An especially useful resource for parents specifically concerned about their child’s language development is the American Speech-Language-Hearing Association (ASHA). They have a wonderful brochure called “How Does Your Child Hear and Talk?” that includes a developmental chart with yes/no boxes at each age. It helps parents decide when the time has come to seek professional help. Not only does the chart indicate when parents should seek such help, it also provides information to help them find an appropriate professional.

To obtain a single copy of this brochure, visit or contact the ASHA Action Center at 1-800-638-8255 or email

Tuesday, November 7, 2017

Keeping the Bough from Breaking: Signing and Attachment

Keeping the Bough from Breaking:
Signing and Attachment

By Linda Acredolo, Ph.D
The Baby Signs Partnership

What do you think is the optimal age for a child to be adopted?  If you’re like most people, your answer is “at birth.”  It just seems like common sense to us today. 

Unfortunately, however, for centuries of adopted children that was not the typical answer.  Even as late as the 1930s and 40s, well-known developmental psychologists argued that adoption at age 2 made the most sense—in order to ensure that the adoptive parents knew what they were getting!  What no one knew then, but we know now, is that by waiting until age 2, adopting families were quite likely to be getting a child whose future emotional development had been put at risk.  As hard as it is to believe today, no one thought it mattered what happened to a child during the first two years as long as his or her physical needs were taken care of.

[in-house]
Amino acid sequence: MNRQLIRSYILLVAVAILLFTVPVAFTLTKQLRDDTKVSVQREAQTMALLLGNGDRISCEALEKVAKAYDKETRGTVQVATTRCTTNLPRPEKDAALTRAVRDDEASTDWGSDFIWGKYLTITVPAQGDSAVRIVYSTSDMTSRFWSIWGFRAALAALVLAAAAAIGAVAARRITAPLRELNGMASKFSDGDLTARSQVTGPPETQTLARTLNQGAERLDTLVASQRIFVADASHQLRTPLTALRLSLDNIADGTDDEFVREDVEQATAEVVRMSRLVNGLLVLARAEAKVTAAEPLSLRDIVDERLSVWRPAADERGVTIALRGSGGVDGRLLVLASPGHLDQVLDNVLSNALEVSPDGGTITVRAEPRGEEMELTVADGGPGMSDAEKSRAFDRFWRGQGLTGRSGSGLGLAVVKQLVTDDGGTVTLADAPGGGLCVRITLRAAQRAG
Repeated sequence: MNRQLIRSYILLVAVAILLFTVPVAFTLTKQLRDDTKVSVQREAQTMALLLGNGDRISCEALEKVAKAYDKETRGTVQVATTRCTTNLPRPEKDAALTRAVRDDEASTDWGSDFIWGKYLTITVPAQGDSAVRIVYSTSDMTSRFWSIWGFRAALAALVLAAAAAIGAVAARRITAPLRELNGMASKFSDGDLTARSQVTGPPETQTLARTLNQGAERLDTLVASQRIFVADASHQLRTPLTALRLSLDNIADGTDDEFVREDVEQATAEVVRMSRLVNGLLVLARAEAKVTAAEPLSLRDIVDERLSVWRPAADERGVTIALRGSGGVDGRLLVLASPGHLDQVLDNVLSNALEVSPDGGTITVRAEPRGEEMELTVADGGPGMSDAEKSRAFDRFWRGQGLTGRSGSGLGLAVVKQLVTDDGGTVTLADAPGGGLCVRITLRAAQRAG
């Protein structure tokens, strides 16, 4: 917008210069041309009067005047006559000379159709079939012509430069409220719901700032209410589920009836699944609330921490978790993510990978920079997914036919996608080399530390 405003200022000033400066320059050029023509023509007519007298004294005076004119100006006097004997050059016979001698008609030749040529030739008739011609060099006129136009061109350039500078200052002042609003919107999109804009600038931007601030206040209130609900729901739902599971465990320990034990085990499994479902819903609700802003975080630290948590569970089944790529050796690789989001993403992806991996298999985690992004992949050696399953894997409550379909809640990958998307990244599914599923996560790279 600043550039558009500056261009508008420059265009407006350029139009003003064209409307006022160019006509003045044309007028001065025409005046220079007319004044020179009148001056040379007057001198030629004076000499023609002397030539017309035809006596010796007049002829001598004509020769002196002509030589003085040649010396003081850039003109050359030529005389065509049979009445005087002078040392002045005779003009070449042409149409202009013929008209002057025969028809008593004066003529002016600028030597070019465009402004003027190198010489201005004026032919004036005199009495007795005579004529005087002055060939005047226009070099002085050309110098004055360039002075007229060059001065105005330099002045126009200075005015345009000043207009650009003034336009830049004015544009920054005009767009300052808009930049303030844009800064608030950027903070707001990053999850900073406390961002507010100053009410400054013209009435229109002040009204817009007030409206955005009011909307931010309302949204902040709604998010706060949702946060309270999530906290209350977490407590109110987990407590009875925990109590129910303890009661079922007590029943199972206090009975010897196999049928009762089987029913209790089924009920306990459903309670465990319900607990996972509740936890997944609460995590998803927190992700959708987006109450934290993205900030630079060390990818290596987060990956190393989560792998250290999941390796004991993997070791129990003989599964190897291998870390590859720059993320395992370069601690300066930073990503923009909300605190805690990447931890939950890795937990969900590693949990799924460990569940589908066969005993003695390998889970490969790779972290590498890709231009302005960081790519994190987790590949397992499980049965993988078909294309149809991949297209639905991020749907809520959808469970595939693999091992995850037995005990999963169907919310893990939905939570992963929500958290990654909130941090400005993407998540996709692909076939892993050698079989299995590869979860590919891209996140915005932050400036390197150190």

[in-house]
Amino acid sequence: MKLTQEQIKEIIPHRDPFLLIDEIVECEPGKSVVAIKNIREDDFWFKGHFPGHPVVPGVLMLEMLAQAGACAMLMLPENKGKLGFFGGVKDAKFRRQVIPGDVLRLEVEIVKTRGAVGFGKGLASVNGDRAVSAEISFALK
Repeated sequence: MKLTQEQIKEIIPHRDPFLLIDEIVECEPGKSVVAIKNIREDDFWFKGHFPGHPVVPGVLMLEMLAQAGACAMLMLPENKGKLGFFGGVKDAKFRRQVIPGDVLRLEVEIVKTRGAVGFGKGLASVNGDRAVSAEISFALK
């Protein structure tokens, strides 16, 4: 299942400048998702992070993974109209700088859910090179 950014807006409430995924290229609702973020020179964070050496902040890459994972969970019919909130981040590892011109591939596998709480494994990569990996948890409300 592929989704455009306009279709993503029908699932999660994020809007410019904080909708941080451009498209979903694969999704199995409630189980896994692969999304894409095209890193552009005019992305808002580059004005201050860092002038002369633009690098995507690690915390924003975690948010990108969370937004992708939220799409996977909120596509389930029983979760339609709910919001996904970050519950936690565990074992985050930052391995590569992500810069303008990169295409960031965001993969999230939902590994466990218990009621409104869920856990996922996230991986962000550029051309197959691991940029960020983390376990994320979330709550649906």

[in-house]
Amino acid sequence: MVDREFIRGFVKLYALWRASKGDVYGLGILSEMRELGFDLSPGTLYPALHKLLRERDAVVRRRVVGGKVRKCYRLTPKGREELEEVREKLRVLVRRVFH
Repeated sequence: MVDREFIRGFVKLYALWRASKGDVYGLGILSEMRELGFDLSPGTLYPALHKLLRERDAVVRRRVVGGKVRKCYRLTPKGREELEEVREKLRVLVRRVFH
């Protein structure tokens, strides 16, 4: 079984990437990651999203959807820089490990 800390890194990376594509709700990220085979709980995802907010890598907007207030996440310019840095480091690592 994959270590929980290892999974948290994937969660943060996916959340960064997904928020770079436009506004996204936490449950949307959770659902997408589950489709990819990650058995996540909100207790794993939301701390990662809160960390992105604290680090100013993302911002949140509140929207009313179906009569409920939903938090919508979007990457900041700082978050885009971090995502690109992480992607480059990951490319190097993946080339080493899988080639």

Recent research has drastically changed this early view of infancy.  We now know that a secure emotional bond with loving parents during infancy lays the foundation for future emotional development, including whether children view themselves as loveable, trust other people, and are capable of feeling empathy. Research has also provided clues as to what factors determine whether a child will develop a “secure” vs. “insecure” attachment with a parent. Specifically, we now know that the most important ingredients are sensitivity and responsiveness on the part of the parent—in other words, the ability to read the baby well (know what he or she needs) and the willingness to meet those needs in a timely fashion.